“I have a Medicare patient that has healed a neuropathic ulcer (L97.522, E11.62) at the plantar base of his 5th metatarsal. He needs paring of the hyperkeratotic tissue, frequently with hemorrhagic changes, every four weeks or he re-ulcerates at this location. Should this be coded as: CPT 11055 using a GY modifier every other visit? Debriding devitalized tissue CPT 97597 or am I evaluating and managing an ulcer CPT 9921X?”
So, there is a diabetic patient that has a healed ulcer at the plantar aspect of the base of the 5th metatarsal on the left foot. There is a hyperkeratotic build up at the site where the ulcer was located that needs to be pared every four weeks to prevent an exacerbation of the ulcer. The hyperkeratotic tissue frequently has hemorrhagic changes. How should this be coded?
Based upon the fact that the site of the ulcer has been classified as HEALED, it would not be appropriate to evaluate and manage the ulcer using an E/M code. If all that is performed approximately every 4 weeks is to pare/debride the hyperkeratotic tissue overlying the base of the 5th metatarsal on the left foot, it would be classified as “Routine Foot Care.” The fact that there are hemorrhagic changes within the hyperkeratotic tissue is a nonfactor. If the patient, being diabetic, meets the criteria for “At Risk,” Routine Foot Care, the paring/debriding of the hyperkeratotic tissue would be covered per Medicare/CMS National Coverage Determination and Medicare Administrative Carrier Local Coverage Determination for Routine Foot Care. The service would be covered every 61 days. The service would be billed using CPT code 11055 which is defined as: Paring or cutting of benign hyperkeratotic lesion (eg, corn or callus); single lesion. It would be appended by the appropriate Q modifier and linked to the proper ICD-10-CM codes, perhaps E11.42 and L84.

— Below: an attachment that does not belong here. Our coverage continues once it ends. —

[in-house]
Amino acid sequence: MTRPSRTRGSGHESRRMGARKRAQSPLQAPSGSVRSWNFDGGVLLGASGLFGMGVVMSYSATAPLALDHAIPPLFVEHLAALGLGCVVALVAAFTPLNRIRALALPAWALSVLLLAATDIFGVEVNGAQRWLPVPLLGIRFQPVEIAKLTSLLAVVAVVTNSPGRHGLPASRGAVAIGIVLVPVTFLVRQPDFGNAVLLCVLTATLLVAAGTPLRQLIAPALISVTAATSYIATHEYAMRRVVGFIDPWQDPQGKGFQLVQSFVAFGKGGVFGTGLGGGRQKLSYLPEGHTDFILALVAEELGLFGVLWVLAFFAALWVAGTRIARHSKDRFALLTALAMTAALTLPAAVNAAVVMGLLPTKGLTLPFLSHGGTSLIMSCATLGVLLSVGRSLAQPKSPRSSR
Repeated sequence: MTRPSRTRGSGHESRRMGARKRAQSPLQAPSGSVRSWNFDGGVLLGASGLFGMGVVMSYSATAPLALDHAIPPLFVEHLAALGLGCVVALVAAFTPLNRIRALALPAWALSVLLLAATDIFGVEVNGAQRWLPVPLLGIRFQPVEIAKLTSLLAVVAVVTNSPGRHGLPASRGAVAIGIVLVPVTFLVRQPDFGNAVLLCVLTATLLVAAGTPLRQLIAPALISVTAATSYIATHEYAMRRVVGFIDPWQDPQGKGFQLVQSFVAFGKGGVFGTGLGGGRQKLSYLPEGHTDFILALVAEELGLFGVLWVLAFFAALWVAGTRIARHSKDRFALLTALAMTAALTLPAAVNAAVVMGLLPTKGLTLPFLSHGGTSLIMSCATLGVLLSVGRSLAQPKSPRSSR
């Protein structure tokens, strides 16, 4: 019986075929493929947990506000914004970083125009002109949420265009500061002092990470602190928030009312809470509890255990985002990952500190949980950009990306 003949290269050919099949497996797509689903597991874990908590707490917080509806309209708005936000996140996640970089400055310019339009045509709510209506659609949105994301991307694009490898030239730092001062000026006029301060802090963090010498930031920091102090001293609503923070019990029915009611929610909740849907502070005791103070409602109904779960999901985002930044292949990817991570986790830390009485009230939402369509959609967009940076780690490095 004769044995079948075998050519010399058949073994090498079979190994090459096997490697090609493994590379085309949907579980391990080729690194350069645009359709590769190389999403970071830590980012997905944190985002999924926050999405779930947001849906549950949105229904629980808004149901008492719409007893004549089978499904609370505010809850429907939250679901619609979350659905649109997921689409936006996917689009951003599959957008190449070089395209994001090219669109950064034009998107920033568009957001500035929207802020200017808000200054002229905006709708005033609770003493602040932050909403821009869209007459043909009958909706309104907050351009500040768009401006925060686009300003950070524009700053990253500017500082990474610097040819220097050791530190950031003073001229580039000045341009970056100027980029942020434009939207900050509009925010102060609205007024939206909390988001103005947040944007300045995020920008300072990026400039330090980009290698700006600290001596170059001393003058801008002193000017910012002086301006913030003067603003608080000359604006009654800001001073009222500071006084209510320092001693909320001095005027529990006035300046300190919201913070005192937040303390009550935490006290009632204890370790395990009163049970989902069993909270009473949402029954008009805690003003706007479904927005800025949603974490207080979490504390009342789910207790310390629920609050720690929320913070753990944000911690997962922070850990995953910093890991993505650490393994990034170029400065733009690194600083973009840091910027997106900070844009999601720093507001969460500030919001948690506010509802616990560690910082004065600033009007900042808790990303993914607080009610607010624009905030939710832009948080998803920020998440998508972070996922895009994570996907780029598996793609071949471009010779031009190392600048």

Since the hyperkeratotic lesion needs to be pared/debrided approximately every 30 days, the alternate paring/debriding encounters would not be covered by Medicare and they would be classified as Non-covered Routine Foot Care. The patient would have to pay out of pocket for those encounters that are not reimbursed by Medicare. If the patient insists that the claim be submitted to the Medicare Administrative Carrier despite the fact that it is a non-covered service, there are two options:
- 1. If an ABN is on file: 11055 – GA
- 2. If an ABN is not on file: 11055 – GY
Playing devil’s advocate, The Wagner Diabetic Foot Ulcer Grade Classification System classifies a Grade 0 ulcer as “intact Skin.” So, assuming that the ulcer is healed, the patient returns to have the overlying hyperkeratotic tissue pared/debrided. The hyperkeratotic tissue is pared/debrided and the underlying skin is intact and “normal,” it would be most appropriate to code as described above classifying the encounter as “Routine Foot Care.” However, if the hyperkeratotic tissue is pared/debrided and the underlying skin overlying the base of the 5th metatarsal is intact, but it appears that it is going to break down unless appropriate treatment is performed, I would think that at this encounter it would be appropriate to bill for the evaluation and management of an ulcer using the appropriate level of E/M code and the Routine Foot Care issue would be ignored. I would advise to please not take advantage and over utilize the E/M coding for this scenario.
CPT code 97597 cannot be used unless there is a non-pressure ulcer that extends into the dermis and there is the presence of necrotic tissue at the base of the ulcer that needs to be excisionally debrided out from within.
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